By extension, and maybe as a sign of proof, iTunes Match is not granting you a licence to your music, but merely giving you access to the music you already licence in another format, and from another source. If you had no licence in the first place, iTunes Match’s copy is still just as unlicensed.

All of that said, an interpretation of a law is only as powerful as the endorsement from a judge, and one should always follow the law as they feel they can best prove it in court. Therefore, I fully support the Numero Group in their decision to not use iTunes Match, and agree that the fine details will be hashed out in court. I look forward to the battles.

Comment by Tyrell Berry

I’d just like to point something out.

What you’re opting out of is iCloud Music Match, not iCloud itself.

What this means: if you have an MP3 of Numero recordings, you can still upload them to iCloud, and still listen to them on all your devices.

What you will NOT be able to do is to automatically scan your collection for a Numero music match (you have to upload the song yourself); and you will not automatically be “upgraded” to 256Kb iTunes Plus format.

In other words, the only thing Numero is doing is a) making it less convenient, but not impossible, to listen to Numero music on iCloud; and b) losing out on any opportunity to make money from the service.

Bad business move, IMHO.

Comment by Karl

We do realize what we’re opting out of. The money potentially made is actually miniscule, there’s not much to miss out on. It might be slightly less convenience, it’s true… but it’s not unreasonably inconvenient.

Comment by numerogroup

[...] thanks to Apple’s terms. At least one such label, the tiny, Chicago-based Numero Group, has publicly stated it has decided to “opt out” of iTunes [...]

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[...] — a tiny record label that specializes in old Soul music — thinks iTunes Match is a raw deal. In a chat with Ars Technica’s Chris Foresman, Sevier explained the effect of piracy on a [...]

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[...] Hypebot, we learn of an indie label called Numero that apparently has decided that it wants no part of Apple’s iCloud Music Match offering: In the coming weeks, many customers and friends will ask us this question: why am I not [...]

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I applaud your move. Apple’s got everyone drinking their kool-aid. It’s refreshing to hear Numero’s take on the matter, and see that the only thing being offered here is more money for Apple and less money for artists. As for the people complaining……
WOW……they’re only thinking about themselves and not the big picture…..which is: you’re life is being digitized…into a cloud…..which will just give big brother (Apple) a solid foundation by which to mine all of your data and sell that information to marketers. Your life will be backed up yes, but your soul will be gone. But, alas, your music will be at your finger tips…….but wait, don’t I have an iPod for that?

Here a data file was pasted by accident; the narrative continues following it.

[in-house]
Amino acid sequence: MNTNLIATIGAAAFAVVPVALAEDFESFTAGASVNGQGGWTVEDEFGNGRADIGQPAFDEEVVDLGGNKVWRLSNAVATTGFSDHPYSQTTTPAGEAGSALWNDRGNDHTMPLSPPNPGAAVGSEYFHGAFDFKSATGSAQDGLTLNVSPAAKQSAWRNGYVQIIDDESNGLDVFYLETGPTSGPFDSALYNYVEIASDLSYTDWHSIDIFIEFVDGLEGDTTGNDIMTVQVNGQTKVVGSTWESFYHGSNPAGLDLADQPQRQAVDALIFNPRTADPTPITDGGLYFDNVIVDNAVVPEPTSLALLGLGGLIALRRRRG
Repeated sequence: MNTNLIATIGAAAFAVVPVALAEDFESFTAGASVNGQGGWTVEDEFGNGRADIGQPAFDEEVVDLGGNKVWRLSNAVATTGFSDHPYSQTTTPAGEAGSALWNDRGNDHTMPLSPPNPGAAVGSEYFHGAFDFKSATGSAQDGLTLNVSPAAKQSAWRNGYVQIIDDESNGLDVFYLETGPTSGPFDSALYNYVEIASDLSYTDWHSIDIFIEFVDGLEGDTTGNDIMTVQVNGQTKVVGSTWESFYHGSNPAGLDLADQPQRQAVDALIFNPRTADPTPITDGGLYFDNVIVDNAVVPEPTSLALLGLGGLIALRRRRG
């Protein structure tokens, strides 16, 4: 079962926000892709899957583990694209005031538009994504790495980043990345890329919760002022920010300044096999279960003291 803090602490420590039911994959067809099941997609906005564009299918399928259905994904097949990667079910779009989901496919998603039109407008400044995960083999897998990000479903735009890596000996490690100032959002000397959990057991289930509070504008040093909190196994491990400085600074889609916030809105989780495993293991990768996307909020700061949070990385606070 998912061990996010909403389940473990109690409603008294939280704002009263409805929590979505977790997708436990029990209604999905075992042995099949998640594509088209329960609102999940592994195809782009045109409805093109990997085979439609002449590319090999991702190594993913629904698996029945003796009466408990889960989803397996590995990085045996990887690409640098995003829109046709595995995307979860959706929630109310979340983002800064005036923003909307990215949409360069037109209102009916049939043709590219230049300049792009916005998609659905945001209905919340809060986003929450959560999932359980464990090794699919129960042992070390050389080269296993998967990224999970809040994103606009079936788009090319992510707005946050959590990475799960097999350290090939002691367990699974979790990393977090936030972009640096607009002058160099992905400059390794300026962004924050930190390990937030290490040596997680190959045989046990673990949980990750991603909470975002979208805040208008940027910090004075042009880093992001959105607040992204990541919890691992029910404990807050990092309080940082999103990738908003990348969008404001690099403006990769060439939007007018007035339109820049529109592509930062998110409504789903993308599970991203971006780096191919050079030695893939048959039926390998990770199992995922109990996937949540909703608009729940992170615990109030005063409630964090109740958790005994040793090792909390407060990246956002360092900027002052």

Apple wants it all. And when you finally figure that out, you’ll see the big picture. Everyone “roll over.” Good doggies…

Comment by Brian

To their heirs? Why should we care what an artist’s heirs get paid? Why do they deserve anything? Fair enough the artist does but not their heirs

Comment by Michael Wright

Michael-

Please call us when your parents die so we can loot their house while you’re dealing with probate, cool?

Sincerely,
—The Management

Comment by numerogroup

Lets assume I have pirated one of numerogroups CDs. Ok? (I don’t listen to that kind of music, but let us assume)

Will I ever buy the CD?
NO, and most pirates never will.

So, I go and do iTunes match, iTunes matches my CD. What will happen?

Worst case: iTunes will replace my bad 128kbps with a better file, but only if the pirate MAKEs iTunes do that, the pirate was lucky.

Best case: My pirate copy is in good quality already, nothing will happen at all.

Will this all hurt numerogroup? NO, because the case was lost long ago when I downloaded the CD illegally.

Does this legitimize piracy? Of course NOT. its a great service, that, unfortunately has a loop hole to correct the quality of pirated music IF the user knows how.

What you numeroguys should see is:

1: NOT ALL OF US ARE PIRATES. YOU ARE PUNISHING MORE GOOD PEOPLE THEN HURTING BAD ONES.

2: YOU shut yourselves out and say “better nothing then little” which is downright arrogant.

Comment by raphael

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The figures are in and itunes is paying roughly $1.25 per 1,000 streams. Speaking from an artist/label’s perspective, losing out on that kind of money seems like a pretty small price to pay to opt out of a system that provides the non-paying downloaders of the world a way to upgrade and more fully enjoy music they didn’t pay for.

For people who do pay for the music in the form of downloads, CDs (or LP rips for that matter), the service is still very convenient, and the label / artist get paid. Same as it used to be, but with the added convenience of the cloud.

For the folks who think paying for the things they enjoy is pasee because it’s a new world man, they still have their downloads and can still can enjoy them with the added convenience of the cloud — they just don’t receive the additional bonus of apple formatting their tracks, fixing track titles, upgrading the audio, adding artwork etc.

The real winner here, of course, is apple, who’s collecting $25 a year from each person using this service.

Comment by .

[…] soul label Numero Group has announced it will opt out of the service. Label co-owner Ken Shipley blogged about feeling insulted by Apple. Contacted by Ars Technica, co-owner Rob Sevier said iTunes Match […]